Off-duty fatalities concern safety chief 

 
Brig. Gen. William T. Wolf discusses aviation safety

While the fatality rate in non-combat related accidents has continuously dropped since the 1970s, off-duty incidents are a primary concern, according to the Army’s top safety officer.

Speaking on the final day of the Association of the Army’s Aviation Symposium and Exposition, Brig. Gen. William T. Wolf, director of Army safety, said the biggest challenge is “when our soldiers take the uniform off for the weekend.” Leadership, peers and family members need to make a difference in reinforcing safe practices during off-duty time.

Car accidents – where 46 percent of fatalities from last year weren’t wearing a seat belt – and motorcycles continue to be a concern, Wolf said.

Of the 180 soldiers lost last year, 64 percent were from a privately owned vehicle accident.

One troubling statistic: 73 percent of the motorcycle fatalities last year involved soldiers who have direct involvement leading younger soldiers -- E-5s to O-4s.

Wolf said the Army is starting several motorcycle training initiatives – from basic to refresher courses, and mentorship programs – to encourage soldiers to become safer riders.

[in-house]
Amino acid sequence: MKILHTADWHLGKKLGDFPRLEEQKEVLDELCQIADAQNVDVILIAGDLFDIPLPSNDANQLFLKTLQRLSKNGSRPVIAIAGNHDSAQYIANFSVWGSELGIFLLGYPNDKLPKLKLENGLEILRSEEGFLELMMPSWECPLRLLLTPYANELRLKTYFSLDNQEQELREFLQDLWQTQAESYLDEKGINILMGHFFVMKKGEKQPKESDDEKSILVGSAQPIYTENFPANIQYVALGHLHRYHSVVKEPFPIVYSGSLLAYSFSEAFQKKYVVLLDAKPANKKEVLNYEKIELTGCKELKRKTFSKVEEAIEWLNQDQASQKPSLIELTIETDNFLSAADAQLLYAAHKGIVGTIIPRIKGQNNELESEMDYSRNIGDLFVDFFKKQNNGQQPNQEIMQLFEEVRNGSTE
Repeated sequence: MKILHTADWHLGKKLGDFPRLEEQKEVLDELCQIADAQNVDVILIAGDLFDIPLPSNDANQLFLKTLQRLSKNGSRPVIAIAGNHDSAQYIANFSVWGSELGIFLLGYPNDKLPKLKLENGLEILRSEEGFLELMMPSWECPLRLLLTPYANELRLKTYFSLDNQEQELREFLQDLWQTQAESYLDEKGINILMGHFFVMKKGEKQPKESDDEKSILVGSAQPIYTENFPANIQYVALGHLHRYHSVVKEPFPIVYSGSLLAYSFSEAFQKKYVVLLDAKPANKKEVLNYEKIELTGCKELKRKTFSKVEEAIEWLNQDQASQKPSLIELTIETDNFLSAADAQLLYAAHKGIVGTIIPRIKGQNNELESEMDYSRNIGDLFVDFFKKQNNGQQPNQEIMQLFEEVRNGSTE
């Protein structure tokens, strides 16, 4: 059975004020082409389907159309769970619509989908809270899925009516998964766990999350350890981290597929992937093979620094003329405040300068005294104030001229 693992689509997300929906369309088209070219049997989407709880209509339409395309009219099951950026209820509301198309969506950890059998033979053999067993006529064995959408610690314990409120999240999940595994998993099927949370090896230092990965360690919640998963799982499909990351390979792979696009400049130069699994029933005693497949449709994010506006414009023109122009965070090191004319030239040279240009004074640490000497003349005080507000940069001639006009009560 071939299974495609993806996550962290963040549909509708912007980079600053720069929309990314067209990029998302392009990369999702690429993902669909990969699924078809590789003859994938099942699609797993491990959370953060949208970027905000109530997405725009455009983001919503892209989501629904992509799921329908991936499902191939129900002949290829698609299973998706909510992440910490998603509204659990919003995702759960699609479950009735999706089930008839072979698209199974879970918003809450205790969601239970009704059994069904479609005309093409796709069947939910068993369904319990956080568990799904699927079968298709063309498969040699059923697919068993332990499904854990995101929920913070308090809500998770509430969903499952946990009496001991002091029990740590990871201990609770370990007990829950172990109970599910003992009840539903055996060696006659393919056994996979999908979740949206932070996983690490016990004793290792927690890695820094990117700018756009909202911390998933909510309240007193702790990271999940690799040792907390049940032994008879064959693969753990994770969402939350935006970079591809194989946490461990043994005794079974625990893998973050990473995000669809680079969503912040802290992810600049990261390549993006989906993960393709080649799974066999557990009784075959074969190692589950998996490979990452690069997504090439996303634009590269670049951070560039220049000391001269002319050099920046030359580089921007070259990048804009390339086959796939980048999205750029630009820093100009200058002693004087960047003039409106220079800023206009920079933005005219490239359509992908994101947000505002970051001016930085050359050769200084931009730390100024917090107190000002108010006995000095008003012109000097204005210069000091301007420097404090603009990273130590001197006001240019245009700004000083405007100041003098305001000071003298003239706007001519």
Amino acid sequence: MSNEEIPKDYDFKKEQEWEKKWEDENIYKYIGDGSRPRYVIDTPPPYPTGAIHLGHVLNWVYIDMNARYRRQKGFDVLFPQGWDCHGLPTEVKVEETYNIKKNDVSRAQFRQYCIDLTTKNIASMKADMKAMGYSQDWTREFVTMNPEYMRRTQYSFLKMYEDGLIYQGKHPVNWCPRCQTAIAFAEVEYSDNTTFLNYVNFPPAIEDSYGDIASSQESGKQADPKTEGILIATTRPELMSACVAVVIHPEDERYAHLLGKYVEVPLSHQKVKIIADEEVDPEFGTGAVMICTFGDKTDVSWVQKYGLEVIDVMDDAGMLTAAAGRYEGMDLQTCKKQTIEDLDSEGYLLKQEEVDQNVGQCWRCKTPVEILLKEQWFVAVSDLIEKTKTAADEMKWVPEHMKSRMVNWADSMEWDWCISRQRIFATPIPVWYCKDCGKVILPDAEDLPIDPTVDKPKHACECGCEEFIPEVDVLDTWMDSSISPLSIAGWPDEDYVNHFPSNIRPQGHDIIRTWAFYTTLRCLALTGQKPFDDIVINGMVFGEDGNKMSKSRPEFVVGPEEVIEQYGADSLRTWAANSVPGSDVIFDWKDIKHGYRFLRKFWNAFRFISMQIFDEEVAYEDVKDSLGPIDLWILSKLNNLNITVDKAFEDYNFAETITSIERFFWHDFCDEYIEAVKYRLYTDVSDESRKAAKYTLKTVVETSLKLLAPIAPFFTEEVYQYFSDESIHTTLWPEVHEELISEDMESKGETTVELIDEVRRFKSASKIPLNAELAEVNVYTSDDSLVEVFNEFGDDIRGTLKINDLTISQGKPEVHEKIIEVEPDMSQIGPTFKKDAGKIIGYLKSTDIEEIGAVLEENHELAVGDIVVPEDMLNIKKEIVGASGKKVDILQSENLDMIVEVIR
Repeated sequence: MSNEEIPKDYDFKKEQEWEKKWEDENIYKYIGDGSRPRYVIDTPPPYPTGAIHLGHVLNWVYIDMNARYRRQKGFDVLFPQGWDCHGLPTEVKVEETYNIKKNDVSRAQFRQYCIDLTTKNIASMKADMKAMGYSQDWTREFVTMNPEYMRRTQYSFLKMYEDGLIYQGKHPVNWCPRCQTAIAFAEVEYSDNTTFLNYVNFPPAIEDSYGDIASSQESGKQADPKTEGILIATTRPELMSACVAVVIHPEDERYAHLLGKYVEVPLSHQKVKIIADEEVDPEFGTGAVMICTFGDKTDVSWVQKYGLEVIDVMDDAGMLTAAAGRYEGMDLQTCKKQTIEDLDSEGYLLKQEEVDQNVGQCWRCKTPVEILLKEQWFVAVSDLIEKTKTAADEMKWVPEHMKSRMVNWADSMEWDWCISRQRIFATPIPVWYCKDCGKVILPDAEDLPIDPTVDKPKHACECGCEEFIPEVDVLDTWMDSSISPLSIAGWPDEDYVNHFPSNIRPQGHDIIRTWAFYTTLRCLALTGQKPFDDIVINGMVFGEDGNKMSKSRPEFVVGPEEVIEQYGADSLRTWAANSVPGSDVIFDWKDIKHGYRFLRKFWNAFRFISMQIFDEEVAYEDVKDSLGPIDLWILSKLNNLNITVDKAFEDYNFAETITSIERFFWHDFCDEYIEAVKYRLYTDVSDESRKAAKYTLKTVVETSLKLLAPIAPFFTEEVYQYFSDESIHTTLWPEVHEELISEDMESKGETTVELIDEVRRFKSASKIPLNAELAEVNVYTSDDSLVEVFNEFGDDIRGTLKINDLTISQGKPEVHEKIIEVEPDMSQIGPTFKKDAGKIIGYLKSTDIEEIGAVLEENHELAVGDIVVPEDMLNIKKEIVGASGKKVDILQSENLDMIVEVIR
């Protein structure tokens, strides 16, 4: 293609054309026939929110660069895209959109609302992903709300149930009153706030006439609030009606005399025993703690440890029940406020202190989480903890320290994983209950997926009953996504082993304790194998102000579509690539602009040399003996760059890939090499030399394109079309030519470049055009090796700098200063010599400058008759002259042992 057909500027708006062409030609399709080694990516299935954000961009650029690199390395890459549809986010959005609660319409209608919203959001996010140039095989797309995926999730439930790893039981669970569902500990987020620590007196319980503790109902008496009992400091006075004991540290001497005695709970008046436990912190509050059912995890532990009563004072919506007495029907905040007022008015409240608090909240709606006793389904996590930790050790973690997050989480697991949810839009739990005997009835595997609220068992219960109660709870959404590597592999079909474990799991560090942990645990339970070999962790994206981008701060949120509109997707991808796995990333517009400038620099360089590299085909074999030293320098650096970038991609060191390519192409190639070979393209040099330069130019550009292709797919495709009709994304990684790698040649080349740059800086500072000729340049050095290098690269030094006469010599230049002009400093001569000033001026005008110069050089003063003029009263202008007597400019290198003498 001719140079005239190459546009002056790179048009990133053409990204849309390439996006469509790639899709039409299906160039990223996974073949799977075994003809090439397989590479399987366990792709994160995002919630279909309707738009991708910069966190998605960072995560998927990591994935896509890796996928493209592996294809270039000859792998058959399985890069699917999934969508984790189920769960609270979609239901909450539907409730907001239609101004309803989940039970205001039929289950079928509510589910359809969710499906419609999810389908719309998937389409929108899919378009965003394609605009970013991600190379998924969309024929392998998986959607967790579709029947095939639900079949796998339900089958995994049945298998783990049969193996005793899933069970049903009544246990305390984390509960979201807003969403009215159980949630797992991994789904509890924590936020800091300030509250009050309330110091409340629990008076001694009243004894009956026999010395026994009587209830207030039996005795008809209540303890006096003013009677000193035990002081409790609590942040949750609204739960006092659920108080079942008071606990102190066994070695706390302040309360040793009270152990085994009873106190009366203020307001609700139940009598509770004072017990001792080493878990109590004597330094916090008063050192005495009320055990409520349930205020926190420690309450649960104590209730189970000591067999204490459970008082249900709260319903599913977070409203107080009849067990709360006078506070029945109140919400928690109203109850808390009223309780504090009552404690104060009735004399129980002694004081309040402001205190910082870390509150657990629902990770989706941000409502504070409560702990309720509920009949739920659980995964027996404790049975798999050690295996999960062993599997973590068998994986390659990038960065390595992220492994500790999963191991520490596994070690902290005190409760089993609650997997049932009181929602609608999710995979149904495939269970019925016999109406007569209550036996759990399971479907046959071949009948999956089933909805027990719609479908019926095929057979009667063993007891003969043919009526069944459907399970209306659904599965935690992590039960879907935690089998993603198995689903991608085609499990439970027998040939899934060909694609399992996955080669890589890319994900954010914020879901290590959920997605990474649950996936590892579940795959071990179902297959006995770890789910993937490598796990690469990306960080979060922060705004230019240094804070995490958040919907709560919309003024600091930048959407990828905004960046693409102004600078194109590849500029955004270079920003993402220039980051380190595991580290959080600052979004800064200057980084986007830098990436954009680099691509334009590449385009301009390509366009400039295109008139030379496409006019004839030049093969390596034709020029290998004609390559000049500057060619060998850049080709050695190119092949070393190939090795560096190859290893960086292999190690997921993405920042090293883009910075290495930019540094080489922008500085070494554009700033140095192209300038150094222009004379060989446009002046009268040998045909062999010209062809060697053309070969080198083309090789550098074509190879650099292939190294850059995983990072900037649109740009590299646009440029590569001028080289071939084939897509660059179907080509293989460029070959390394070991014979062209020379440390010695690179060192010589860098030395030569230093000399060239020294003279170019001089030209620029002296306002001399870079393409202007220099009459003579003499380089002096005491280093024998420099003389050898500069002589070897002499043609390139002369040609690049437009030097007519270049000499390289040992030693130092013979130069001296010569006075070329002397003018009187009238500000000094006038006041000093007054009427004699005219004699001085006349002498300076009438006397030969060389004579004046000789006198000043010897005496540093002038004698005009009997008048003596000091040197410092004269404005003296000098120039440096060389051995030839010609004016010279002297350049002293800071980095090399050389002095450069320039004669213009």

In theater, not including combat, the most hazardous activity is operating heavy tactical vehicles, Wolf said. This includes objects inside vehicles becoming dangerous projectiles when not properly tied down.

“These vehicles roll over every day,” he said.

More home station training, such as driver training modules and time in egress trainers, would help soldiers better prepare for operating cumbersome vehicles, Wolf said.

Weapons’incidents are also an issue in theater, and they mainly come from soldiers improperly clearing weapons and failing to engage the safety, he said.

On the aviation side, Class A mishaps were between 80 and 90 percent human error, Wolf said. Those accidents stemmed primarily from complacency – overconfidence, aircrew coordination failures, inadequate mission planning and taking low-risk missions too lightly.

Crew members should take the time to be better prepared, communicate with each other more while in the air, and be mentally ready to take action.